© Charles Chandler
Despite the significance of it becoming common knowledge amongst Europeans that the American continents exist, for which Columbus gets the credit, there is little consensus on how this all came about, and there are many misnomers.
It has been said that Columbus was the first to realize that the Earth is a sphere.1:ch.2 The credit for this actually goes to Pythagoras (). The idea was picked up by Aristotle (), after which it spread rapidly throughout the ancient world. Eratosthenes () calculated the circumference to within 1% of the modern estimate.2,3 By the time Columbus came along, these calculations had been confirmed in many ways. So everybody knew that the "Indies" (i.e., India & China) could be reached by sailing west.
And everybody knew that it would be much further going that way. But some considered the possibility that it would still be faster. Ships following the trade winds could make better time than pack animals on overland trails. So even though the distance might be greater, the voyage might still take less time.
And then there was an ulterior motive for interest in a western route. Overland trade with the Far East was traveling through the Middle East, enriching the Pope's archrivals, the Ottoman Turks. By Columbus' time, the Catholics had given up trying to take the Middle East by brute force. The only alternative was to find a way around the Turkish Empire, by sea.
The more conservative approach, financed by Portugal and led by Bartolomeu Dias in 1488, was to sail around the southern tip of Africa and into the Indian Ocean from there. Then there was the radical idea of attempting to reach the Indies by sailing west. Depending on the winds, either route might turn out to be the fastest.
The biggest question concerning the western route was whether or not there were islands along the way, where the ships could replenish their supplies — otherwise they'd never make it. And since no ship that sailed west from Europe had ever returned, and since no explorer had ever come to Europe from the west, it was thought that the Atlantic and the Pacific were actually just one huge ocean without islands in the middle, and thus far too big of an expanse to traverse with the ships of the day.
So Columbus appears on the scene, with 10 pounds of religious devotion, 5 pounds of bad mathematics, and a request for 3 sturdy ships to explore the Atlantic for a possible western route to the Indies. If he succeeded, he was to be made admiral of Spanish navy, and governor of any new lands he "discovered," with rights to a percentage of the profits from trade through such lands.
Ferdinand and Isabella were initially unimpressed, but finally agreed to the terms. Columbus' son later wrote that the monarchs didn't expect to see him again, so putting up the admiralty and provincial governorship as rewards constituted a safe promise for them. Surely Ferdinand and Isabella trusted their advisors, who knew that Columbus wasn't even close to a correct estimate of the distance. Perhaps they arranged the funding for the voyage just to prove their loyalty to the Pope, whose friendship was worth every bit of 3 ships and 1 Catalonian merchant captain. They may also have believed that if such a voyage could actually be made, it would only be by the conviction of a pious man, which Columbus was. For whatever reason, Columbus got his ships and supplies, and off he went.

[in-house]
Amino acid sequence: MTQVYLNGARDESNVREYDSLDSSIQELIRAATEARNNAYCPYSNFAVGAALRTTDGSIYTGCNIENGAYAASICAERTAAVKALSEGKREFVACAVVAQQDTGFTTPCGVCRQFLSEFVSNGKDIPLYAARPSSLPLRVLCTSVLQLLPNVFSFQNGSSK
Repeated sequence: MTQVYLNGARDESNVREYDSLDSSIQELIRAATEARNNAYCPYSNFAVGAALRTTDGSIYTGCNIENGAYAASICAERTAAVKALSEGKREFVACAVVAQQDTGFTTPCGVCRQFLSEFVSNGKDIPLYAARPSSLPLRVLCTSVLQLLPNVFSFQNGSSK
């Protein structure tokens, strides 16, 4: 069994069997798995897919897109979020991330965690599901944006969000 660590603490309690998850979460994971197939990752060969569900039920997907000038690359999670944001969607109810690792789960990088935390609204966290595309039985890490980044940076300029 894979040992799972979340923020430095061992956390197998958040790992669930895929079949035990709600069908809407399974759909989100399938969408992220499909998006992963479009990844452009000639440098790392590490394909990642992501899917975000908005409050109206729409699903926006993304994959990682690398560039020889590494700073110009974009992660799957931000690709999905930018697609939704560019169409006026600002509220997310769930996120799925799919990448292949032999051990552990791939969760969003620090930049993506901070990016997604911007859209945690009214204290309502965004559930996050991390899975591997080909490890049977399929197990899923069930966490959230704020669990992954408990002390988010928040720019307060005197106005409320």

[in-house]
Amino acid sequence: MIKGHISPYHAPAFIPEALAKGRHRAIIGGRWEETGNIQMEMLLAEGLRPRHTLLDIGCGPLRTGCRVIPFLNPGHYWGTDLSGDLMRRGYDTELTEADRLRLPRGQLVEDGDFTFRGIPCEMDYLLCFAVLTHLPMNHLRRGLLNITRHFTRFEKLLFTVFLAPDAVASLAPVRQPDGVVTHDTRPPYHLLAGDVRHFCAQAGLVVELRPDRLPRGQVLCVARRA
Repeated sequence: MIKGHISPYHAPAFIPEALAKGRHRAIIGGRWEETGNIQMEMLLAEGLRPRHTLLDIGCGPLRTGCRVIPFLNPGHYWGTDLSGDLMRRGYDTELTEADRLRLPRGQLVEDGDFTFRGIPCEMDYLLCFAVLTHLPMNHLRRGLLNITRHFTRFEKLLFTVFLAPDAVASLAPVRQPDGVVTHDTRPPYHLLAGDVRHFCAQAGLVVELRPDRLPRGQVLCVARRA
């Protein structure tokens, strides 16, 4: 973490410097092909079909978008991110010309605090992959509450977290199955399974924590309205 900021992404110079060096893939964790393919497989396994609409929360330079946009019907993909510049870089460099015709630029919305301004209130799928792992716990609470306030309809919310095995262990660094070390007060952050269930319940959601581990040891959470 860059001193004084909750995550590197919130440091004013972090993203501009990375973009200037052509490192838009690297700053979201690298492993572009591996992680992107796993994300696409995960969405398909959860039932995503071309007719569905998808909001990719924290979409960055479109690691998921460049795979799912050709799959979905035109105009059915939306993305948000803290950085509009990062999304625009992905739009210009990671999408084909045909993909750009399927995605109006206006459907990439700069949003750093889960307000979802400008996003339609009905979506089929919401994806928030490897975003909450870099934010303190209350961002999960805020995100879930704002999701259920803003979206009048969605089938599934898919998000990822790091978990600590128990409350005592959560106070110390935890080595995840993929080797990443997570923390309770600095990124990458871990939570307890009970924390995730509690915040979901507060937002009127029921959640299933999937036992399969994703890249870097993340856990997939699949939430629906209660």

Upon the completion of his first voyage, he then showed Ferdinand and Isabella the "proof" that he had found islands just off the coast of the Indies, in the form of the "Indians" that he had captured. He then demanded that Ferdinand and Isabella make good on their promises. Never in his life did Columbus concede that he was wrong about the distance, and he therefore goes down in history as the brave and devout but mathematically-challenged sea captain who found the Americas, but never realized that they were not the Indies.
But this doesn't exactly explain how Columbus effectively used his astrolabe to navigate to the Americas and back again, four times. Astrolabes were based on the principle that the Earth is round, and were calibrated based on the work of Eratosthenes. How, exactly, did Columbus trust his life to his astrolabe, and yet maintain to his death that he had found a western route to the Indies?
2. Fischer, I. (1975): Another Look at Eratosthenes' and Posidonius' Determinations of the Earth's Circumference. Quarterly Journal of the Royal Astronomical Society, 16: 152-167 ⇧
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